How do the spatial dynamics of the socialist city compare with those of the market city? What happens to a city when all investment decisions are made without land markets? What are the outcomes when the forces described by familiar urban models are not allowed to work? The authors describe the structure of Russian cities after 70 years of Soviet development.
This is the longest socialist experience on record and its results are of paramount interest to urban economists. In the absence of price signals and of economic incentives to recycle land over time, the administrative command process has led to a startling pattern of land use. Its central feature is a perverse population density gradient, which rises as one moves away from the center of the city. (Driving from the center of Moscow, one passes through rings of Stalinera, Khrushchevera, and then Brezhnevera flats.) The Soviet city is also characterized by rusting factories in prime locations and high density residential areas in distant suburbs.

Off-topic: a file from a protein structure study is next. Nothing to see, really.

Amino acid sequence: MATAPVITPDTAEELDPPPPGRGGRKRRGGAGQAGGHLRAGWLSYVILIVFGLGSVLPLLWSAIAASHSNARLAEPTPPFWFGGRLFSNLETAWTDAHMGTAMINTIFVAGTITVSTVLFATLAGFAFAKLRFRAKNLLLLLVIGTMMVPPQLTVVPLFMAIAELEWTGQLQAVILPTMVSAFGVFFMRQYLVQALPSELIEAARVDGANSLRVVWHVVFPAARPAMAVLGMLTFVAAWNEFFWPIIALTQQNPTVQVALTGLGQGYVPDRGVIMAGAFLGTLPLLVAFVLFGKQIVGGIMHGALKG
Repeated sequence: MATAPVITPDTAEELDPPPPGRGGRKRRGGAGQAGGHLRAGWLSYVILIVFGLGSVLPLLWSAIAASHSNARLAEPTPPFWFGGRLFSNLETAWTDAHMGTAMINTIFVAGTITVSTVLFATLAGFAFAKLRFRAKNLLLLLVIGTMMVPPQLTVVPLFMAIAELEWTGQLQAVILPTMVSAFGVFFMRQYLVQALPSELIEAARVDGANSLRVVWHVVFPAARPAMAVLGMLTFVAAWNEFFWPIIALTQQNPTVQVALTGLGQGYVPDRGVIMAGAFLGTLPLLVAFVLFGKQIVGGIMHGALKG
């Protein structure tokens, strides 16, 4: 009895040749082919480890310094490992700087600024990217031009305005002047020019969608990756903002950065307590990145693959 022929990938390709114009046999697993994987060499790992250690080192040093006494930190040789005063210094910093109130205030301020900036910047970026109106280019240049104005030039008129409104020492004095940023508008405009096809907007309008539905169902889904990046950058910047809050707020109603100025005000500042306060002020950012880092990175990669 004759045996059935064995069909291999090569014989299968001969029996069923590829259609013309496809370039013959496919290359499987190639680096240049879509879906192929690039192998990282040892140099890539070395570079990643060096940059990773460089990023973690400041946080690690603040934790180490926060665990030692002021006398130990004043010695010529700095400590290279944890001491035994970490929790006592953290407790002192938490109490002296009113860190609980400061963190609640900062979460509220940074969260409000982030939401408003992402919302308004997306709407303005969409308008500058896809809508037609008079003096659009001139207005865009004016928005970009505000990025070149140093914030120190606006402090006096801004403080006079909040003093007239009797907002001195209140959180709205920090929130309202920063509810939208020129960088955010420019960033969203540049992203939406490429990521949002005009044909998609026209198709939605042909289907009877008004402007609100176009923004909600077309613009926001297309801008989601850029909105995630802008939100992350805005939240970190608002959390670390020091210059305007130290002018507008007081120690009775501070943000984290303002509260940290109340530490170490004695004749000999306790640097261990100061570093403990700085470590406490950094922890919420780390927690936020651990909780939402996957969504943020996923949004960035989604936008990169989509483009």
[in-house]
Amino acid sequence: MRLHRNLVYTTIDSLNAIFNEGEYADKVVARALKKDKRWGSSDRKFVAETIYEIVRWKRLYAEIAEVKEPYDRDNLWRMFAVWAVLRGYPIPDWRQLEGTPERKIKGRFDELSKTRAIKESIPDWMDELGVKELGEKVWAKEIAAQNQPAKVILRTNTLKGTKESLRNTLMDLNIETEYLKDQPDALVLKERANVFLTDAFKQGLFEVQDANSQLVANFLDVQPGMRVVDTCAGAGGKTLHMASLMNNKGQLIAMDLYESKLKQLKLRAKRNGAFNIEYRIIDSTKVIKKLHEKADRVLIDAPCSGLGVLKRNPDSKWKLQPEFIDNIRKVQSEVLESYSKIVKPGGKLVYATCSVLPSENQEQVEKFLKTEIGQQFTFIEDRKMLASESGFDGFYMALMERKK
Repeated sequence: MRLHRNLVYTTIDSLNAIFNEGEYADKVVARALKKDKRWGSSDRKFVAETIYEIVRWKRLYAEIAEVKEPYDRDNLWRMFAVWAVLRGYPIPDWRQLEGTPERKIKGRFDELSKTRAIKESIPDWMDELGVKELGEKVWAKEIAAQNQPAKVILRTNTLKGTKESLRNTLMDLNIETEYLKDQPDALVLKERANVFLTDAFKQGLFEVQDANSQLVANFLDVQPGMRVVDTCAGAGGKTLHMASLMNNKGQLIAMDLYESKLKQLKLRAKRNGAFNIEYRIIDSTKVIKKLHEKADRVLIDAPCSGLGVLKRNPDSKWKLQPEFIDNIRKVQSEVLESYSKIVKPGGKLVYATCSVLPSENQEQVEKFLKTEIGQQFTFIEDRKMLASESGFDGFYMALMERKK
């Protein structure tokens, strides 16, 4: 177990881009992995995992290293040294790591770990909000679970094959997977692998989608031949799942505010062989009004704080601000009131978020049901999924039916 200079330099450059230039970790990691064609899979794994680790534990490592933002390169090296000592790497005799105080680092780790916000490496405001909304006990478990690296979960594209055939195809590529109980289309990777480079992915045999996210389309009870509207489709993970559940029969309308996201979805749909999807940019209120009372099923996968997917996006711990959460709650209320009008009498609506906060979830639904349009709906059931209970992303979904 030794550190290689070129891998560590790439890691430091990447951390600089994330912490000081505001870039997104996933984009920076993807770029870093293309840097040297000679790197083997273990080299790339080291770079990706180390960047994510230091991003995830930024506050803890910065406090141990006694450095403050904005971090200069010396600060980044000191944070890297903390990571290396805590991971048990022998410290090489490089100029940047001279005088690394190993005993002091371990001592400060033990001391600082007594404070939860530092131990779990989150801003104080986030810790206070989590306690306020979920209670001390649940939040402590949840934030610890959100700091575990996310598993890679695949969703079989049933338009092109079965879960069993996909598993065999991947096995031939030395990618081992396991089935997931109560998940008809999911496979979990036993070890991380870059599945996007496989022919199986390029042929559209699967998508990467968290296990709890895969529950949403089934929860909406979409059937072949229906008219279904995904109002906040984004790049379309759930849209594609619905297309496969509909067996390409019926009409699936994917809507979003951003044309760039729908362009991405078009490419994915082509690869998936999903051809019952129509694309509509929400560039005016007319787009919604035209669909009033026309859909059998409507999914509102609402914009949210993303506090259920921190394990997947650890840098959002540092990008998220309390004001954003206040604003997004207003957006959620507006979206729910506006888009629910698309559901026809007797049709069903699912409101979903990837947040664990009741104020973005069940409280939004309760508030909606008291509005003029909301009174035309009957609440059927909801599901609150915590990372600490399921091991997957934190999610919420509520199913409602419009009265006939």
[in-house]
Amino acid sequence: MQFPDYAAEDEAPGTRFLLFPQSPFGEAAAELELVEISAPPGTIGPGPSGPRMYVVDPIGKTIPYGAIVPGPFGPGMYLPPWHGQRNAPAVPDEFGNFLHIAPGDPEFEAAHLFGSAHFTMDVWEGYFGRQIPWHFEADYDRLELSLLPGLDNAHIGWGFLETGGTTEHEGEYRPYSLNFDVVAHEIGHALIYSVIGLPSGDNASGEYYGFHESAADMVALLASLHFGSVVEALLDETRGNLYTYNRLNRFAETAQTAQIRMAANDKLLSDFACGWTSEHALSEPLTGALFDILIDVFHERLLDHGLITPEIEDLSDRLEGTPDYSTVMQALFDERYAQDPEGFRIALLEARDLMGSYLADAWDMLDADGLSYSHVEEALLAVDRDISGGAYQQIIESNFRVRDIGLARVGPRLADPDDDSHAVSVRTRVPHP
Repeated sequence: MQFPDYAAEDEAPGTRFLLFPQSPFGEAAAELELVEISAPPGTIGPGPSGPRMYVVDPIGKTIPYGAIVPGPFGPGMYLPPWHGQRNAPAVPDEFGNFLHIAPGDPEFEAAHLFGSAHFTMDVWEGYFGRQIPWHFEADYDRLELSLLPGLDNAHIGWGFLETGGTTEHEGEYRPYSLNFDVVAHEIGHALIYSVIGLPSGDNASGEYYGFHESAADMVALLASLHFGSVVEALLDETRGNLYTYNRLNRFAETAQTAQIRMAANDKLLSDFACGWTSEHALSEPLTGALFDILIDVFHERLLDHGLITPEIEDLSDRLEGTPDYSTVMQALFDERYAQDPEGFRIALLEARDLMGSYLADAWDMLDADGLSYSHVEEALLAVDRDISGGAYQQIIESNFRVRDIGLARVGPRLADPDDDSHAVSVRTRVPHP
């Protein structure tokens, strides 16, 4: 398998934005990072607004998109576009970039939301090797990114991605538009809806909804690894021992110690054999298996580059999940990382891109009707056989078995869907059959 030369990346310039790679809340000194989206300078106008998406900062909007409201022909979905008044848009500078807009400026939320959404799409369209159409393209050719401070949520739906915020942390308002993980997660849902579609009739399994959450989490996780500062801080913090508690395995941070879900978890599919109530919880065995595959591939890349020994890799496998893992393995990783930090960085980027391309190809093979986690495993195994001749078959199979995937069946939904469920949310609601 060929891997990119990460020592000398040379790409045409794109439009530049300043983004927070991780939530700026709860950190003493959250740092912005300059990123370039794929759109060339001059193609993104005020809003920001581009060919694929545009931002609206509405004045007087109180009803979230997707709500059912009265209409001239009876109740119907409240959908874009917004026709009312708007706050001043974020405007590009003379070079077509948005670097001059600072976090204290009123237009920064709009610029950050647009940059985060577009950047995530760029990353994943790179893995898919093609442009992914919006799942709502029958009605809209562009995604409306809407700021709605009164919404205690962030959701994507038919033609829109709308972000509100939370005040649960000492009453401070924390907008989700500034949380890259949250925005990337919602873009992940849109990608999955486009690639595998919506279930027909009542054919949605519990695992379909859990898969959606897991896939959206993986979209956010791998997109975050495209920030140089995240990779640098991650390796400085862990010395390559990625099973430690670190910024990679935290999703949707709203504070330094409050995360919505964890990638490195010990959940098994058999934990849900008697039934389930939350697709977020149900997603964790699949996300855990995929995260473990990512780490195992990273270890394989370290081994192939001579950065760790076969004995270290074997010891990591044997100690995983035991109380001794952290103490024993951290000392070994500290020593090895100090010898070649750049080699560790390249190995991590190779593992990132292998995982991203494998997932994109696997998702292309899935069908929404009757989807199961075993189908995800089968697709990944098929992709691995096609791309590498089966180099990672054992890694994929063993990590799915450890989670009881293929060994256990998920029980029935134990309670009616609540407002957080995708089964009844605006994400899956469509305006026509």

Such a structure tends to maximize the economic and social inefficiency of the socialist city as well as its environmental ill effects. Some conclusions are made:
with market oriented urban reform, real estate prices are now emerging
their negative gradient signals again the massive scale of past land misallocation in the Soviet city
the experience of socialist cities is also a powerful warning about the ill effects of public ownership and the allocation of land to achieve the "socialization" of land rents